Goddard, John. 2014. “The Promotion and Relegation System.” In Handbook on the Economics of Professional Football, edited by John Goddard and Peter Sloane, 23–40. Edward Elgar Publishing.

Késenne, S. (1996). League management in professional team sports with win maximizing clubs. European Journal for Sport Management, 2(2), 14–22.

Morrow, Stephen, and Morrow Stephen. 2014. “Football Finances.” In Handbook on the Economics of Professional Football, edited by John Goddard and Peter Sloane, 80–99. Edward Elgar Publishing.

Sloane, Peter J. 1971. “THE ECONOMICS OF PROFESSIONAL FOOTBALL: THE FOOTBALL CLUB AS A UTILITY MAXIMISER.” Scottish Journal of Political Economy 18 (2): 121–46.


  1. See Syzmanski & Peeters (2014) paper for an excellent empirical exposition of this
  2.  Daniel Geey’s has a nice exposition of these settlements as well as a country breakdown
  3. based on a t distribution to account for small sample bias
  4. a) It assumes constant returns to scale. b) It doesn’t capture the non-profit nature of football clubs; for decades the economic study of football teams has long believed that they are run on a non-profit basis, a more appropriate model being win maximisation contingent on some budget constraint.  c) It suffers from the Fox’s paradox problem; a team could be partially efficiency in a number of areas but overall still performing poorly
  5. A notably, if obvious, feature that is illustrated by this simple ratio is highly labour intensive nature of the football business.  This is a feature of all sporting sectors
  6. According to Deloitte Annual Football Review data for the 2006-2010 period
  7. Information was taken from the  Deloitte Annual Review of Football Finance 2015
  8.  Generally when comparing to parameter estimates, such as sample means, it is always true that if their confidence intervals do not overlap then the statistics are significantly different. This simplistic statistical finding comes with some important caveats.  We assume that the mean are from independent sample and are approximately distributed normally.  The t distributions does help with some small sample bias but not with the independence assumption.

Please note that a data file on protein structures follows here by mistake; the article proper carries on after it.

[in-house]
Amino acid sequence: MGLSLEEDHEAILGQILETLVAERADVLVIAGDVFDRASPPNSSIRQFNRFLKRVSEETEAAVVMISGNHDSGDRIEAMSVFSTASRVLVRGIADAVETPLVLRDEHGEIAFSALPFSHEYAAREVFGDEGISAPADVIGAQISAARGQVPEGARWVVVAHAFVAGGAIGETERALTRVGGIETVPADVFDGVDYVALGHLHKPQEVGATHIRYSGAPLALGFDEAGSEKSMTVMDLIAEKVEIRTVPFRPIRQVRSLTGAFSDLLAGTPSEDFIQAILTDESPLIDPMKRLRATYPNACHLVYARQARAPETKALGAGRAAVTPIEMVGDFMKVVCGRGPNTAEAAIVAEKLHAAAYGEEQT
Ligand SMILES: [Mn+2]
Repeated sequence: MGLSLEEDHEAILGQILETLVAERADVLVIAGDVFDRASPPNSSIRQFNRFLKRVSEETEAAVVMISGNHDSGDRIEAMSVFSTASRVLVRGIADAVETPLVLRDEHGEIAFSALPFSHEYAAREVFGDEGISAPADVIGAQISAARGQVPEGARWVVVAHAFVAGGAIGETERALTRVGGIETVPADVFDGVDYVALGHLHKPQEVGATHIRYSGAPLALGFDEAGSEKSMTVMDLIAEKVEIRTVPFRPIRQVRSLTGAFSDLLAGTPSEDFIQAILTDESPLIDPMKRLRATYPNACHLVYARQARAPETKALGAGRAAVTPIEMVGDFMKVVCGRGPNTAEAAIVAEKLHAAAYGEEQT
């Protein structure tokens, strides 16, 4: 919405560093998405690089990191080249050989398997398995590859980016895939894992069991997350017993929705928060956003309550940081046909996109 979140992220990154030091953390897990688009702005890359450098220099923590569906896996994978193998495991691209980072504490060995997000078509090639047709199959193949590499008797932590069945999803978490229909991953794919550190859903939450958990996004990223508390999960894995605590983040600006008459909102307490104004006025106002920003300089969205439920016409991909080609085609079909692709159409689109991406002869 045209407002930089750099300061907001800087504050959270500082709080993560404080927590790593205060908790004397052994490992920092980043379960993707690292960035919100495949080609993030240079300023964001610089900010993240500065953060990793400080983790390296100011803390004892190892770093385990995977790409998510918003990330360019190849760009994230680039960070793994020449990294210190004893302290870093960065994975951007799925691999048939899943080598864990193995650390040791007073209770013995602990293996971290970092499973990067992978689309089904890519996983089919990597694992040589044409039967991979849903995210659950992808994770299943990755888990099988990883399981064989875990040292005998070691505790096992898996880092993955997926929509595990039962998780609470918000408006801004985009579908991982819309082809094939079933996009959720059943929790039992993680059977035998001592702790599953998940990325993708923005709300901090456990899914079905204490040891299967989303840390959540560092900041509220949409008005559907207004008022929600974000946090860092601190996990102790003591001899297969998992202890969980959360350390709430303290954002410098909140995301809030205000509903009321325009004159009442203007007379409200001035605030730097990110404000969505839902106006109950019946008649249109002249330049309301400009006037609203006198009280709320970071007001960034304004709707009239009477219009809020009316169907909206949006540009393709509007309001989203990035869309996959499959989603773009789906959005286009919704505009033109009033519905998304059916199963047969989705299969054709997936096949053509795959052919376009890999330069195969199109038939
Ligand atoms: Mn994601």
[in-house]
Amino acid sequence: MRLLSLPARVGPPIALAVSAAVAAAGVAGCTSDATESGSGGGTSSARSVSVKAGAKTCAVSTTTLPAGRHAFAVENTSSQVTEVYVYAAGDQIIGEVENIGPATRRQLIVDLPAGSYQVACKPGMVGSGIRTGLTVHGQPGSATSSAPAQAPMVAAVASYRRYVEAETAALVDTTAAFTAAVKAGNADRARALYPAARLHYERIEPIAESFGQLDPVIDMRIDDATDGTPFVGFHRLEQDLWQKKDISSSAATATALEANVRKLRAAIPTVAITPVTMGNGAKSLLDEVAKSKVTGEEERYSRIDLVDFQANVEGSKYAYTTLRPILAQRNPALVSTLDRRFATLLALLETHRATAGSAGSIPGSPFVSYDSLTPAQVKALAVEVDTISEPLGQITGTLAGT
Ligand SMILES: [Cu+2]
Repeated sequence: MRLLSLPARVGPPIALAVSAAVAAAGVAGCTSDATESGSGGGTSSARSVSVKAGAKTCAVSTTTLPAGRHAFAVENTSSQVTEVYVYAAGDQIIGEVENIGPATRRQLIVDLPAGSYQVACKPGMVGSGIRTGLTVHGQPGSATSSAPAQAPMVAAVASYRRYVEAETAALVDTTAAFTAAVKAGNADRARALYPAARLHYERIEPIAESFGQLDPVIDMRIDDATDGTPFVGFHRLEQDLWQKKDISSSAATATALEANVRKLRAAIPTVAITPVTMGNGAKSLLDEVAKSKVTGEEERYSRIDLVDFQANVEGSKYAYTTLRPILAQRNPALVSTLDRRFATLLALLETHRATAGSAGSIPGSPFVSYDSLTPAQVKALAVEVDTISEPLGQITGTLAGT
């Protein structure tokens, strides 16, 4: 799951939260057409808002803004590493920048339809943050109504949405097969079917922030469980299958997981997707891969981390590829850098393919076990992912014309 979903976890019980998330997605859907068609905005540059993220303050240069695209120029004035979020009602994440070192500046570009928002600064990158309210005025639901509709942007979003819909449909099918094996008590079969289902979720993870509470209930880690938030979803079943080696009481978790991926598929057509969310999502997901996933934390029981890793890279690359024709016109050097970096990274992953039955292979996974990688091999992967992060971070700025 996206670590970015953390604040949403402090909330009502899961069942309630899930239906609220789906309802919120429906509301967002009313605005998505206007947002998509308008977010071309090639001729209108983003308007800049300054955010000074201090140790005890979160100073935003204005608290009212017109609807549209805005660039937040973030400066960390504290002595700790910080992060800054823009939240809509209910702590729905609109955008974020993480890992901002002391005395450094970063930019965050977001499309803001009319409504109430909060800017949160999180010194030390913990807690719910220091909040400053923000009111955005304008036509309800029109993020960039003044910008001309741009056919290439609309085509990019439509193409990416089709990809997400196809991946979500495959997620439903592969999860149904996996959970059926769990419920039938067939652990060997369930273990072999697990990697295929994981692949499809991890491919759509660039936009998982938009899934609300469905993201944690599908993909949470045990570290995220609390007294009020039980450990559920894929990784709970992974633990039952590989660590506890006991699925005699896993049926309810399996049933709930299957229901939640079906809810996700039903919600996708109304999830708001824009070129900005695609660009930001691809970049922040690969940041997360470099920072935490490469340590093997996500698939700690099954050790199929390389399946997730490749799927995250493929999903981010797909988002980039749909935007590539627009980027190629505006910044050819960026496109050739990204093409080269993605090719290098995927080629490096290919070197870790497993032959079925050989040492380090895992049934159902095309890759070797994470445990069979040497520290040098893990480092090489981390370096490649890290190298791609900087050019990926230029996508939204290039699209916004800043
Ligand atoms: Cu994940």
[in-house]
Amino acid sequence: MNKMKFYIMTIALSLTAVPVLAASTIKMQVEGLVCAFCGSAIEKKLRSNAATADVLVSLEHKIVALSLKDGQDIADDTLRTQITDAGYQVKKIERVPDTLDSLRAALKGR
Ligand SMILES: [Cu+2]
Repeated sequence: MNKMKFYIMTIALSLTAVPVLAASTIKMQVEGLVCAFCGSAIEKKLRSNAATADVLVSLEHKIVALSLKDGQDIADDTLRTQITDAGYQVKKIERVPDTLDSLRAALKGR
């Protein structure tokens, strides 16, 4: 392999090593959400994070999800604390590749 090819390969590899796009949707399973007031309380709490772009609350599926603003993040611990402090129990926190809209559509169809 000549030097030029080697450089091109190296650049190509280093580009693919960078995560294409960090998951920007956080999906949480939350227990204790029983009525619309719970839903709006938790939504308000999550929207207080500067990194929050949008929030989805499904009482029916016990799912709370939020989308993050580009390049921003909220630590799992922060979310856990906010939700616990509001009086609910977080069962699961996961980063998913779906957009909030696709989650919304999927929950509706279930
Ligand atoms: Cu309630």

The Misery of the Technical Analyst

After reading Nate Silver’s excellent “The Signal and the Noise” book recently i thought i would illustrate the difficult that technical analyst (or chartists to be more derogatory) have in identifying the real information (signal) from the noise in UK stock markets.

I have taken the FTSE 100 as an example.  Below are six prices series.  Three of these are 1000 trading days of the FTSE100 in the 1990s, 2000s, and counting back from today.  The other three are fakes, and have been generated by simply flipping a coin (actually telling STATA to pick a random series of 1s and Os).

Technical analysis is identifying the signal solely on the basis of past statistical patterns, without consideration for the historical financial characteristics of a company.  You can have some sympathy for the difficult task they face in the graphs below, its really difficult to distinguishing the signal (FTSE100 series) from the noise (the fakes or random walks).



Click here to find out which graphs are the FTSE100 and how i used STATA to generate these graphs.